HELP IS NOT REACHING TO THOSE WHO NEED IT THE MOST PHILANTHROPY HAS EMERGED BUT REMAINS UNCOORDINATED
The Constitution of India guarantees safety of life and property, but both are unsafe in the hands our current government in the helm of affairs. To ease the miseries of the people, several private national and international philanthropist individuals and organisations are working. Indian philanthropic contribution has surpassed the international contribution with the enforced Corporate Social Responsibility (CSR), but it too is in great disarray. Philanthropic help is not reaching the people who need it most. Spread of the activities is uneven and is mostly centred in only few relatively developed states. The help is also limited to only a few areas. There is a lack of coordination among the philanthropists. Many of them are doing the same thing while most other areas are ignored. The worst is, its linkage with the strategies centred more around saving taxes than helping the needy.
Economic growth, domestic regulation on Corporate Social Responsibility and global interest in India’s development have been transforming the role of domestic philanthropic giving in India for three decades. It bodes well for the potential for philanthropic giving, says a recent OECD report. It also mentions that global interest in India’s social and economic development is high making it the largest recipient of international philanthropic flows, but official development assistance (ODA) as percentage of Gross National Income (GNI) has decreased.
It is strange that OECD had invited 178 of the largest CSR and philanthropic organizations in India to be part of the survey, but they were found generally reluctant to be its part, particularly family and corporate foundations. Since they were reluctant to share financial philanthropic data, OECD had to limit it to only 50 large organizations. The quality of philanthropic activities and spending is therefore not known for the greater part of the activities.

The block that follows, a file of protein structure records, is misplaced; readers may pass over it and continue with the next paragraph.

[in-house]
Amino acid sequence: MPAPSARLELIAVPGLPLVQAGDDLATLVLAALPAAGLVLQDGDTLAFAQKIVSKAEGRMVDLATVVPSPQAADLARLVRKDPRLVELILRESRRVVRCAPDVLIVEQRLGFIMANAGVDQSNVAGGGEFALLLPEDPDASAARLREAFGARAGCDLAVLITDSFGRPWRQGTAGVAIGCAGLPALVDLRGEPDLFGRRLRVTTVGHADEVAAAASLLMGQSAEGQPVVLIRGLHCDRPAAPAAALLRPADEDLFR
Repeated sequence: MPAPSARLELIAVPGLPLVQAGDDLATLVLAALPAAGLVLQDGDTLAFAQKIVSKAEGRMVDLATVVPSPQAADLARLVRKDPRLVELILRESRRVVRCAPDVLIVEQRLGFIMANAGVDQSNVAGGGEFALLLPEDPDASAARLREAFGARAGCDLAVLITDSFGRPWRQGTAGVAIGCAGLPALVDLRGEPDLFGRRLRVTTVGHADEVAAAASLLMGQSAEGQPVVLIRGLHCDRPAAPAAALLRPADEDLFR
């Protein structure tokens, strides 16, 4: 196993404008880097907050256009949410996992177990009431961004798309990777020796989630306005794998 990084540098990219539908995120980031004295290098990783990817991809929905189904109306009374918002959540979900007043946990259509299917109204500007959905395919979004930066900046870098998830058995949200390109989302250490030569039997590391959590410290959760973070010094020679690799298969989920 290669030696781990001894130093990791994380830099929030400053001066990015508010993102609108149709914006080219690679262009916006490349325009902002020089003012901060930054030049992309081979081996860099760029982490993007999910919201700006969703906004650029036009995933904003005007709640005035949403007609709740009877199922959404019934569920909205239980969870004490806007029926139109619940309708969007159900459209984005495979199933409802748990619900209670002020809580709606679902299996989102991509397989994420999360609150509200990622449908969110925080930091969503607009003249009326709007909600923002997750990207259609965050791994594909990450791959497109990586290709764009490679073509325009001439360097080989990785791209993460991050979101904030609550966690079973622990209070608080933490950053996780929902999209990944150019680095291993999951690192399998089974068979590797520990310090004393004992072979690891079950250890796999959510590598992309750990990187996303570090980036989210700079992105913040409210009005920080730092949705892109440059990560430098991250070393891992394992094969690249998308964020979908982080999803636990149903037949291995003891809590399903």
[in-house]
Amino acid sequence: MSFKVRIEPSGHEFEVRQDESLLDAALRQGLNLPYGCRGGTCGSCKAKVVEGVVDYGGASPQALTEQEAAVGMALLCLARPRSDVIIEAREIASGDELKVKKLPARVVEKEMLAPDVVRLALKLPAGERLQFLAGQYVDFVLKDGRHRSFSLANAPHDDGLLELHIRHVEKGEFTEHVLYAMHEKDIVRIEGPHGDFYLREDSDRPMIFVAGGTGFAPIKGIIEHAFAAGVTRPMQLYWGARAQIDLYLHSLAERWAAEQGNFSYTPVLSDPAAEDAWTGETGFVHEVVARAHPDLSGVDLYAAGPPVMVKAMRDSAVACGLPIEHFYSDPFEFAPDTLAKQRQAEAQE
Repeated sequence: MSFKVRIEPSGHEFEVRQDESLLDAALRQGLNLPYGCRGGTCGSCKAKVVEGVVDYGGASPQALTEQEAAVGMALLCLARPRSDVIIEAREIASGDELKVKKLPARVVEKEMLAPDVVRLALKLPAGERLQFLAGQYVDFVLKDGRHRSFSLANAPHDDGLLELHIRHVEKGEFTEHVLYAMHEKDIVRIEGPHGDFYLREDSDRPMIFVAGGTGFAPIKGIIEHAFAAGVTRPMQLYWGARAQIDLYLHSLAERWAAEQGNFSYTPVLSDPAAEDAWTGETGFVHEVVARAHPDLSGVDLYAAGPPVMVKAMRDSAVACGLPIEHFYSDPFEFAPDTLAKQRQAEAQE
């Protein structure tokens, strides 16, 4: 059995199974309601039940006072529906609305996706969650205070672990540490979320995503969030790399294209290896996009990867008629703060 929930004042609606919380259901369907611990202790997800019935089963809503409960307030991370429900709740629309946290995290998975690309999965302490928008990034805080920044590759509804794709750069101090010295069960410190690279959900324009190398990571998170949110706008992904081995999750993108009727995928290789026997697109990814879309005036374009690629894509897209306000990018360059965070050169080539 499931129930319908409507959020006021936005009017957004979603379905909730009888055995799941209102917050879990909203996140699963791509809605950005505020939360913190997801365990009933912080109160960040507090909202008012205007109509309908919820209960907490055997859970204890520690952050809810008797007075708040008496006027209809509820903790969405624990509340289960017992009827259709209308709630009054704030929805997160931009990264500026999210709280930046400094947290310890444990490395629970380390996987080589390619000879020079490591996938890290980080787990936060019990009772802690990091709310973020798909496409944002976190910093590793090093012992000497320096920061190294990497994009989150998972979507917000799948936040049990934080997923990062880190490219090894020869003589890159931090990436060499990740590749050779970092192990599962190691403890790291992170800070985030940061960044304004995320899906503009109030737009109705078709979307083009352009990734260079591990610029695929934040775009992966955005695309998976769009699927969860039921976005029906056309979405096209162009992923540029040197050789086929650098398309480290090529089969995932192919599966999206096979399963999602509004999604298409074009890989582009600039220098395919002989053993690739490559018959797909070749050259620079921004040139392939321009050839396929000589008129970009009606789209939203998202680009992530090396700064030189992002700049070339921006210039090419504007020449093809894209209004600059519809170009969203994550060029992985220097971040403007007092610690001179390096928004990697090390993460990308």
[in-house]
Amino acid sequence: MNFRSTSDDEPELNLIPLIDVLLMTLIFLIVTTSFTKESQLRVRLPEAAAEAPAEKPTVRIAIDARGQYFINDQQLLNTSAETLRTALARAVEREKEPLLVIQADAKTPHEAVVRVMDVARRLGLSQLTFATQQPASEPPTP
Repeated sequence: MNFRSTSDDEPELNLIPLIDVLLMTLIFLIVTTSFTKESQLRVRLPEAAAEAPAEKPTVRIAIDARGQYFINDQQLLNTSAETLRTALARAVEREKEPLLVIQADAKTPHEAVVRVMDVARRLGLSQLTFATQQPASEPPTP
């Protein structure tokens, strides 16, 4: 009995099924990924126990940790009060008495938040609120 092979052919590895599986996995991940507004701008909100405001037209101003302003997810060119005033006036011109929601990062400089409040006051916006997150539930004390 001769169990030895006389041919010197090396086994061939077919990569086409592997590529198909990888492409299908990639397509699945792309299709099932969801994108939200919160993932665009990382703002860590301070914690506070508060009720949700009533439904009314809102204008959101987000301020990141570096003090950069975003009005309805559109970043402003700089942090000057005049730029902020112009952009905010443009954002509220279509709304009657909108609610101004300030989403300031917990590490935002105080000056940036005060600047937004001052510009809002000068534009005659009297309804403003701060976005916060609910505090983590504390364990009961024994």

However, it came to light that domestic funding has at least matched international philanthropic funding in recent years with close to USD 1.8 billion in domestic spending between 2013 and 2017. Education, health, and rural development attracted the largest funding. Some other areas, like gender equality, receive very limited funding. Domestic philanthropic giving is highly concentrated in the States of Maharashtra, Karnataka, and Andhra Pradesh. Comparing funding from private giving with poverty rates reveals that domestic philanthropic giving in India focuses rather on populated areas than those with high poverty incidence. It is worth mentioning that 33 per cent of the domestic and CSR funding is received by education, 22 per cent by health, 13 per cent by multisector, 7 per cent by environment, 7 per cent by water and sanitation and 18 per cent by other sectors.
Philanthropic activities in the country have mainly three sources of funding – domestic, international, and ODA. Due to lack of coordination there are incidence of overlapping and opportunities for collaboration. Health and education clearly stand out as two main priority areas for philanthropy and CSR in the country. There is scope for more coalitions and to explore how to achieve impact at scale when it comes to these areas. For water supply and basic sanitation, there are important overlaps in funding among ODA, international, and domestic philanthropy, as well as CSR and public spending. This suggests potential for more large scale partnership between ODA donors, private donors, and the public sector.